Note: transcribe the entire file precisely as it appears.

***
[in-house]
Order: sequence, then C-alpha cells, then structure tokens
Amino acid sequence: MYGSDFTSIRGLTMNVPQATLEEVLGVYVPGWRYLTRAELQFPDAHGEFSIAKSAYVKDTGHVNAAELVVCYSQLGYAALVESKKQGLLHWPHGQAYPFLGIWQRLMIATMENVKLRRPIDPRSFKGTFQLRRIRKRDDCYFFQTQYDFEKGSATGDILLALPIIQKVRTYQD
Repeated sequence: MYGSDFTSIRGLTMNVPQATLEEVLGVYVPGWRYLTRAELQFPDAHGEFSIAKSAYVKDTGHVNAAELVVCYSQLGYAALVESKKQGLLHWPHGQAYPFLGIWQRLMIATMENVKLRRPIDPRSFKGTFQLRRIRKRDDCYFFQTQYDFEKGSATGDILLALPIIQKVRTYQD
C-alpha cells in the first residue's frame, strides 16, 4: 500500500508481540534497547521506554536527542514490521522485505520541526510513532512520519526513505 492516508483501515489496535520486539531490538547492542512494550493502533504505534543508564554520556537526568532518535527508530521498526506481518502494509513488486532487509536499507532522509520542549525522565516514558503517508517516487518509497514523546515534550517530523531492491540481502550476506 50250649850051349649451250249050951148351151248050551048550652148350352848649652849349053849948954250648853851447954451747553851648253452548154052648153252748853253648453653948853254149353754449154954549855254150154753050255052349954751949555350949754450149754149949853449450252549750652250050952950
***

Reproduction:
[in-house]
Order: sequence, then C-alpha cells, then structure tokens
Amino acid sequence: MYGSDFTSIRGLTMNVPQATLEEVLGVYVPGWRYLTRAELQFPDAHGEFSIAKSAYVKDTGHVNAAELVVCYSQLGYAALVESKKQGLLHWPHGQAYPFLGIWQRLMIATMENVKLRRPIDPRSFKGTFQLRRIRKRDDCYFFQTQYDFEKGSATGDILLALPIIQKVRTYQD
Repeated sequence: MYGSDFTSIRGLTMNVPQATLEEVLGVYVPGWRYLTRAELQFPDAHGEFSIAKSAYVKDTGHVNAAELVVCYSQLGYAALVESKKQGLLHWPHGQAYPFLGIWQRLMIATMENVKLRRPIDPRSFKGTFQLRRIRKRDDCYFFQTQYDFEKGSATGDILLALPIIQKVRTYQD
C-alpha cells in the first residue's frame, strides 16, 4: 500500500508481540534497547521506554536527542514490521522485505520541526510513532512520519526513505 492516508483501515489496535520486539531490538547492542512494550493502533504505534543508564554520556537526568532518535527508530521498526506481518502494509513488486532487509536499507532522509520542549525522565516514558503517508517516487518509497514523546515534550517530523531492491540481502550476506 50250649850051349649451250249050951148351151248050551048550652148350352848649652849349053849948954250648853851447954451747553851648253452548154052648153252748853253648453653948853254149353754449154954549855254150154753050255052349954751949555350949754450149754149949853449450252549750652250050952950